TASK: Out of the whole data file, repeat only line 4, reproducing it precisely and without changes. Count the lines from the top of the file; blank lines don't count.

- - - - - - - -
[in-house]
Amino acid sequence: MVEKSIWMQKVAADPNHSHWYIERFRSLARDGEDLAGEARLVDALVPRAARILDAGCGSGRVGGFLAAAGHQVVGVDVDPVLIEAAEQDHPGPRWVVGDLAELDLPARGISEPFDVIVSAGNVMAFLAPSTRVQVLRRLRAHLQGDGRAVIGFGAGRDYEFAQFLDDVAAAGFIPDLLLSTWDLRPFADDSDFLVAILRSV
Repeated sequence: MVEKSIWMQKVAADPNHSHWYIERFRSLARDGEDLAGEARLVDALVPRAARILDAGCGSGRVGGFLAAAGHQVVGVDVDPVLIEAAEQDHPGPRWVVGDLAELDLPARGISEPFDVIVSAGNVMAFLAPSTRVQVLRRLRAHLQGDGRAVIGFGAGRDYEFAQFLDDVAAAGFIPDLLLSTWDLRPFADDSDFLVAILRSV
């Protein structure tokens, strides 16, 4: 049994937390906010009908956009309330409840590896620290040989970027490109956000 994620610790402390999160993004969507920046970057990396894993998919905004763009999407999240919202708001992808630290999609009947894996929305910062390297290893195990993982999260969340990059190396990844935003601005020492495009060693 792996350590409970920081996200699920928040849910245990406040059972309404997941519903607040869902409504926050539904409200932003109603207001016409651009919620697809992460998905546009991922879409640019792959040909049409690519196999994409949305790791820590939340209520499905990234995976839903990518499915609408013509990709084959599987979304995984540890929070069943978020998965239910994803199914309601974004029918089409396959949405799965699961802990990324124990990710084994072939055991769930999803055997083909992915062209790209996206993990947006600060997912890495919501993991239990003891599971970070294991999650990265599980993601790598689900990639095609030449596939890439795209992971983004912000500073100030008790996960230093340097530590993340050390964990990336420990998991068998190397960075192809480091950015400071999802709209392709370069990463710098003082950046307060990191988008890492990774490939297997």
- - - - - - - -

């Protein structure tokens, strides 16, 4: 049994937390906010009908956009309330409840590896620290040989970027490109956000 994620610790402390999160993004969507920046970057990396894993998919905004763009999407999240919202708001992808630290999609009947894996929305910062390297290893195990993982999260969340990059190396990844935003601005020492495009060693 792996350590409970920081996200699920928040849910245990406040059972309404997941519903607040869902409504926050539904409200932003109603207001016409651009919620697809992460998905546009991922879409640019792959040909049409690519196999994409949305790791820590939340209520499905990234995976839903990518499915609408013509990709084959599987979304995984540890929070069943978020998965239910994803199914309601974004029918089409396959949405799965699961802990990324124990990710084994072939055991769930999803055997083909992915062209790209996206993990947006600060997912890495919501993991239990003891599971970070294991999650990265599980993601790598689900990639095609030449596939890439795209992971983004912000500073100030008790996960230093340097530590993340050390964990990336420990998991068998190397960075192809480091950015400071999802709209392709370069990463710098003082950046307060990191988008890492990774490939297997």